50-20-30 Budgeting

Can three simple numbers like 50, 20, and 30 really help you better manage your finances?  They may if you have little experience with budgeting or need a fresh perspective.  Under the 50‑20-30 budgeting approach, you divide your money into three “buckets” for your spending and savings goals. The concept (recently popularized by LearnVest) has been around for a while, and is meant to provide some basic guidelines or rules of thumb to make managing your money a little less worrisome.

Here’s how it works.  The first 50 percent of your after-tax monthly income should cover all your necessities which include things like rent or mortgage payments (or room charges if you are living in a dorm), food, utilities, transportation, clothing.   If you are currently spending more than 50 percent of your monthly income on these types of expenses, the goal is to reduce them over time so that your fixed expenses are in line with the 50 percent guideline.  This will allow you to set aside more money for savings and/or other lifestyle choices.

The 20 percent bucket  is for savings and extra payments on debt such has your car payment or student loans. For example, your monthly payment for your car is considered a necessity or fixed expense so that’s included in the 50 percent bucket. But any extra payments made on that loan to reduce it faster, would be considered part of this bucket.  Also, these savings are meant for longer term goals (e.g. retirement), not short-term goals such as an upcoming vacation.

The final 30 percent is for your wants or lifestyle choices.  The idea here is to recognize that you work hard for your money and therefore, should be able to enjoy some of it.  However, you don’t want these expenses to get so far out of hand that you risk your overall financial health or your ability to meet your fixed expenses. When reviewing your expenses, take care to distinguish between truly necessary expenses versus wants. You may be surprised about how much you have been spending on things like entertainment, going out with friends, gym memberships or pets. Having this vision of what you are spending can really open your eyes and help you reset your priorities.

Here’s an example of how this method might work for a college student (assuming required tuition and other fees are already taken care of either through college savings, grants, scholarships, loans or other support):

Allison has saved $3,000 from her summer earnings and wants this money to last the whole academic year, which means she will have about $375 per month available.  She also estimates that she will take home about $430 a month from her part-time job at the library, and will have about $125 a month left over from her financial aid refund after she purchases her books for the semester.  In all, she will have about $930 a month in income.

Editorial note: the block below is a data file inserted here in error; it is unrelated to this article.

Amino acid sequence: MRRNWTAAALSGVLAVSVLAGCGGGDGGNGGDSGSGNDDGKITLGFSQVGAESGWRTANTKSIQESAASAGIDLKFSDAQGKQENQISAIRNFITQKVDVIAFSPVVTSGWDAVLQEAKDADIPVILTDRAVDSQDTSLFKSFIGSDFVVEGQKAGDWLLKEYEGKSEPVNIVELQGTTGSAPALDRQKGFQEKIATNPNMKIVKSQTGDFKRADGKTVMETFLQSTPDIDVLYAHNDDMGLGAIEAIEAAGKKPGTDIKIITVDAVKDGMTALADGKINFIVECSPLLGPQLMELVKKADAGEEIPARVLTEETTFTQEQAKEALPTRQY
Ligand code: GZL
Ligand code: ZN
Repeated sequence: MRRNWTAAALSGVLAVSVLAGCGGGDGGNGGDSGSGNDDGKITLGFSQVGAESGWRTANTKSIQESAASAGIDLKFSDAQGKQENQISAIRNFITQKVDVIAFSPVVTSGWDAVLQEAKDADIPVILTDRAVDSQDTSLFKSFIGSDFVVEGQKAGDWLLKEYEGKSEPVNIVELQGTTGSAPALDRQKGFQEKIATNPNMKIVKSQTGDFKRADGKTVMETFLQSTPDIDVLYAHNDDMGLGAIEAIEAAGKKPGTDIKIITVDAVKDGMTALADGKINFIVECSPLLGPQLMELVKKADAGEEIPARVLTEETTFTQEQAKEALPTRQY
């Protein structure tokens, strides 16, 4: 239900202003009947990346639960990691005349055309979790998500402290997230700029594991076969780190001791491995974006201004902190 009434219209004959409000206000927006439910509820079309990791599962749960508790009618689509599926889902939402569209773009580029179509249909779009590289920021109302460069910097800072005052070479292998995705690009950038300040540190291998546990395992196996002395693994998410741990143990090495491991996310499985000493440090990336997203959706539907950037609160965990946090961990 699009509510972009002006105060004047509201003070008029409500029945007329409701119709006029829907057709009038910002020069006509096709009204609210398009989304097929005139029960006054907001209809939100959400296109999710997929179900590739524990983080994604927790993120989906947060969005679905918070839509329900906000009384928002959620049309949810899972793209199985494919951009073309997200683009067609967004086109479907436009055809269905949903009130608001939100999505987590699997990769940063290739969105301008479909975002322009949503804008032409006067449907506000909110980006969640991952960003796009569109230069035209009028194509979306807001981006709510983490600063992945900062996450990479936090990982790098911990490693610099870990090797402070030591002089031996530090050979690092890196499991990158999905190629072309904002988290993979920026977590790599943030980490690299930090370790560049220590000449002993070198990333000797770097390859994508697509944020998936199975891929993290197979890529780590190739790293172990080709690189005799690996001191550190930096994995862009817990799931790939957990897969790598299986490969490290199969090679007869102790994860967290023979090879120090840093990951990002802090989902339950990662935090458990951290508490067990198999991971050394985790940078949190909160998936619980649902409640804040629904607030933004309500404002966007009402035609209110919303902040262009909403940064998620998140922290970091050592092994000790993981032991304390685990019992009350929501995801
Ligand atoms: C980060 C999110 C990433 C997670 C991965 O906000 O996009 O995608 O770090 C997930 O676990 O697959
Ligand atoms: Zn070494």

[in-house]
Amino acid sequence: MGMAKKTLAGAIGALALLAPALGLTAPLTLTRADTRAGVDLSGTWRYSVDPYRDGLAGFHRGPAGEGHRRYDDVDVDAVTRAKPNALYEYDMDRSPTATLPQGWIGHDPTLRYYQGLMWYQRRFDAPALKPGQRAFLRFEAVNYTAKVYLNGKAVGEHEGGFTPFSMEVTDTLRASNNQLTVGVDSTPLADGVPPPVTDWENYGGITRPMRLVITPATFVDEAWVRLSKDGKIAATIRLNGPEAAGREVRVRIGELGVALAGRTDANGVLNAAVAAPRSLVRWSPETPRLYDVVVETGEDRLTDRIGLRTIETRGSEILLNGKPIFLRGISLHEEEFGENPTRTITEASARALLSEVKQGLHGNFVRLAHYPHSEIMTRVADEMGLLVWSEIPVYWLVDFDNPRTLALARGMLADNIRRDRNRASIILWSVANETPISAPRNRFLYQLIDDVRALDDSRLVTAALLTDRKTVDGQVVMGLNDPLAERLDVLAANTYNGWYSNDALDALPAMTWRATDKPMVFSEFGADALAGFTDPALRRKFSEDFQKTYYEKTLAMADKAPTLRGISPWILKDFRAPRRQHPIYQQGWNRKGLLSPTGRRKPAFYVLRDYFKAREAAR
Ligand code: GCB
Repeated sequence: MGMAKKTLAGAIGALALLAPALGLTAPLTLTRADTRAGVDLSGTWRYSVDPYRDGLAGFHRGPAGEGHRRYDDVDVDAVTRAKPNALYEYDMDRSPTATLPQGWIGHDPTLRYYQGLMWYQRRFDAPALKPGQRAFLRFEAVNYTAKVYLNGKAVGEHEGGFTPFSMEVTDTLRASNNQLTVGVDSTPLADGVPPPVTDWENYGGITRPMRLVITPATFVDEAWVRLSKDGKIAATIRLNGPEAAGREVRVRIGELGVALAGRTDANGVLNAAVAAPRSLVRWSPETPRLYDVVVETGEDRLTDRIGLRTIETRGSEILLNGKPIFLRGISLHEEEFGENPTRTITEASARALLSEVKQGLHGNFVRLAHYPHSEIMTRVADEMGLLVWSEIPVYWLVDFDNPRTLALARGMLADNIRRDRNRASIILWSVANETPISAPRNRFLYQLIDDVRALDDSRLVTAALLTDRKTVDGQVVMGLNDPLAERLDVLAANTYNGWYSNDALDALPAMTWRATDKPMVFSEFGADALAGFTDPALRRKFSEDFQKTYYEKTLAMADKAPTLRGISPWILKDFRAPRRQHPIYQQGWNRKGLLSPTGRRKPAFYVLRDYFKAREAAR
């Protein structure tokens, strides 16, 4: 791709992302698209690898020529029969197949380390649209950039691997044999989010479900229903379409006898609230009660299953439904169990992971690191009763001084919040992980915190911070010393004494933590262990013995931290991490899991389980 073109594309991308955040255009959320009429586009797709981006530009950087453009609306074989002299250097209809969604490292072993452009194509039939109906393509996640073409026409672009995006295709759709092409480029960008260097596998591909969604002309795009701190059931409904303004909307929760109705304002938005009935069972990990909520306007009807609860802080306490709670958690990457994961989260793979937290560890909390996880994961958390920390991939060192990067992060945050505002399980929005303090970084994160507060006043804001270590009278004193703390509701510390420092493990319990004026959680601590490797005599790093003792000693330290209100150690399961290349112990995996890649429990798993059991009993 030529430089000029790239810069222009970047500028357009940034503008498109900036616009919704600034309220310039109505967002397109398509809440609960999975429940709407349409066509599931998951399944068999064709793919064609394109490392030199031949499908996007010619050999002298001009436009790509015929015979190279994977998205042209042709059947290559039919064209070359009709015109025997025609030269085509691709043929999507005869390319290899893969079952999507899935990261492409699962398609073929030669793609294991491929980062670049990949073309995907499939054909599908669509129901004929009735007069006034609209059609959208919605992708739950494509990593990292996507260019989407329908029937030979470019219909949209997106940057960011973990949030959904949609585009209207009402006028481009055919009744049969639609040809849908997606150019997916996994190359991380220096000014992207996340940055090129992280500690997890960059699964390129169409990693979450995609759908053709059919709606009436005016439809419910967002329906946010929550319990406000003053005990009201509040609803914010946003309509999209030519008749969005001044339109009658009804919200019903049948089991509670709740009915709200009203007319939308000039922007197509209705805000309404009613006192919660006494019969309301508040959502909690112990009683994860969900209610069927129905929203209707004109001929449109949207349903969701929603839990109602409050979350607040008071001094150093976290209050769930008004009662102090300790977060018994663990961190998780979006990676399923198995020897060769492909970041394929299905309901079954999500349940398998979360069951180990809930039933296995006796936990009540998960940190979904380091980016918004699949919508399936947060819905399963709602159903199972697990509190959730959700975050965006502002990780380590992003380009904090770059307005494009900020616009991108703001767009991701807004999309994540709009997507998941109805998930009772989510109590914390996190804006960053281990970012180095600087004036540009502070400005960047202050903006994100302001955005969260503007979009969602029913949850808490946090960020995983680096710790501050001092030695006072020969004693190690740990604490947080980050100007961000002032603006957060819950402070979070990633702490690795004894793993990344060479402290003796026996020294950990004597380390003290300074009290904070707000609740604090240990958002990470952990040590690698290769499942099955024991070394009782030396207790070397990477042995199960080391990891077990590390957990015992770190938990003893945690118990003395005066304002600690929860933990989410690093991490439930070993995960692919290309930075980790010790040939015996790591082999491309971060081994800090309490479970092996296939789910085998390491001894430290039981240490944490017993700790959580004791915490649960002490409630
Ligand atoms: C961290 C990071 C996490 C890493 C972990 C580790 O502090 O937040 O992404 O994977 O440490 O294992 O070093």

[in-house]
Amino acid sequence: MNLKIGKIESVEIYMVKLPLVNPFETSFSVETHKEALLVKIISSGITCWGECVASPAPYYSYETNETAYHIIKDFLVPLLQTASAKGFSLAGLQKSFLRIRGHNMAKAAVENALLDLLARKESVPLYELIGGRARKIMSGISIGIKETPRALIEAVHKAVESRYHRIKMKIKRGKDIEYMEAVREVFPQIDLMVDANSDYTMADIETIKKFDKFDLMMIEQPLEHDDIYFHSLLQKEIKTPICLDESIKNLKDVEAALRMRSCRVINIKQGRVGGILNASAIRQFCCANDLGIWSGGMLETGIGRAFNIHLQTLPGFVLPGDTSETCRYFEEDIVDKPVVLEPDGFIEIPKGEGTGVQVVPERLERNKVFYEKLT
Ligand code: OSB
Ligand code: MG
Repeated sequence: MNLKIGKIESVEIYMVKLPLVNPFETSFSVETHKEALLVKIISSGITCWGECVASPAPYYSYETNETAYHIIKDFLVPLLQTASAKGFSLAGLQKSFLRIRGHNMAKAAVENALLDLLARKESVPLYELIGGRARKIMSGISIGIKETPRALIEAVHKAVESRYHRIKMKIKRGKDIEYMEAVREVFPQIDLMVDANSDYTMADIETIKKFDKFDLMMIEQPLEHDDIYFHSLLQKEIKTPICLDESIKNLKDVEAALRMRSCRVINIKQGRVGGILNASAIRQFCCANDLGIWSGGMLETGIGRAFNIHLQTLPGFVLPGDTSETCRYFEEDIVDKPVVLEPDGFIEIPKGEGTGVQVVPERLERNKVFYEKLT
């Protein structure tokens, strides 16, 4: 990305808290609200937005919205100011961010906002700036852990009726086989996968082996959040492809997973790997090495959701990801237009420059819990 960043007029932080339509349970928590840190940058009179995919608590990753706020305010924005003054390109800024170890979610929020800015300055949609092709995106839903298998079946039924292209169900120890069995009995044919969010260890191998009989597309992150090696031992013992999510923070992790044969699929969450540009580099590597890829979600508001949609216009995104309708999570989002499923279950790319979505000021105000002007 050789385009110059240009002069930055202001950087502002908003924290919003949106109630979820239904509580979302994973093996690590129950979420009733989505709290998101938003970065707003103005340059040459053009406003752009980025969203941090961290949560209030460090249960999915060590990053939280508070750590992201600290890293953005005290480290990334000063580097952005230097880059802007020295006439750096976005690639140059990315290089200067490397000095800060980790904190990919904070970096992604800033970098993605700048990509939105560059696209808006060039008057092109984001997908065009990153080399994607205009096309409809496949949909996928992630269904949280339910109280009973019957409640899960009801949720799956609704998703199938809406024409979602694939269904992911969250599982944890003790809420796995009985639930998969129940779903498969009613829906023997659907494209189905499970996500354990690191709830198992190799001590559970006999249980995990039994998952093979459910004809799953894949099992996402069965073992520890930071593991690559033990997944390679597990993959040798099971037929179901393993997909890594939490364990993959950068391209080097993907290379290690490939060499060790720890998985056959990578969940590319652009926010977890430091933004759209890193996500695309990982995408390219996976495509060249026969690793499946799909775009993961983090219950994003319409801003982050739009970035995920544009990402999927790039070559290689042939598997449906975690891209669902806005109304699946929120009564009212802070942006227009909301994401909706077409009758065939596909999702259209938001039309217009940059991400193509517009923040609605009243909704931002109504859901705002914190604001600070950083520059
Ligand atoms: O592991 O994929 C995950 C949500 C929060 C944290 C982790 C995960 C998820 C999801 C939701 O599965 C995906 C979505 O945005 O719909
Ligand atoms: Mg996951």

Using the 50-20-30 method to budget these funds, she will have about $465 dollars available to spend on her essential/fixed expenses which include rent, food, gas, cell phone bill, car and insurance payments, etc.  Another $186 is designated for savings, which leaves only about $279 a month for flexible spending such as going out for dinner or a movie, hobbies or a new outfit.  Since her shared rent expense on her apartment near campus is currently $300 a month, she likely will have even less flexible spending dollars available unless she reduces other expenses or/and earns more income.

While Allison doesn’t think she can realistically reduce her fixed expenses to 50 percent of her income at this time, she now has a better understanding of where her money is going, how to budget to make sure she leaves enough money each month to pay her bills, and the importance of setting aside at least some savings for an emergency or longer-term goals.

Budget Breakdown

Year Semester Week Month
Summer Earnings $3,000 $1,500 $375
Estimate weekly take home pay $100 $430
Financial Aid Refund (after books) $125
Monthly Income $930
50% $465
20% $186
30% $279

While this method might not be appealing to all students, taking some time to review how you are spending your money and to practice budgeting is a great step in learning to become a financially capable young adult.  It also will prepare you for managing your student loan payments and making smarter financial decisions after you graduate.

What do you think about this approach?  Have a better idea or some tips for reducing expenses that you would like to share with other college students?  Leave a comment here on $tart with Change.

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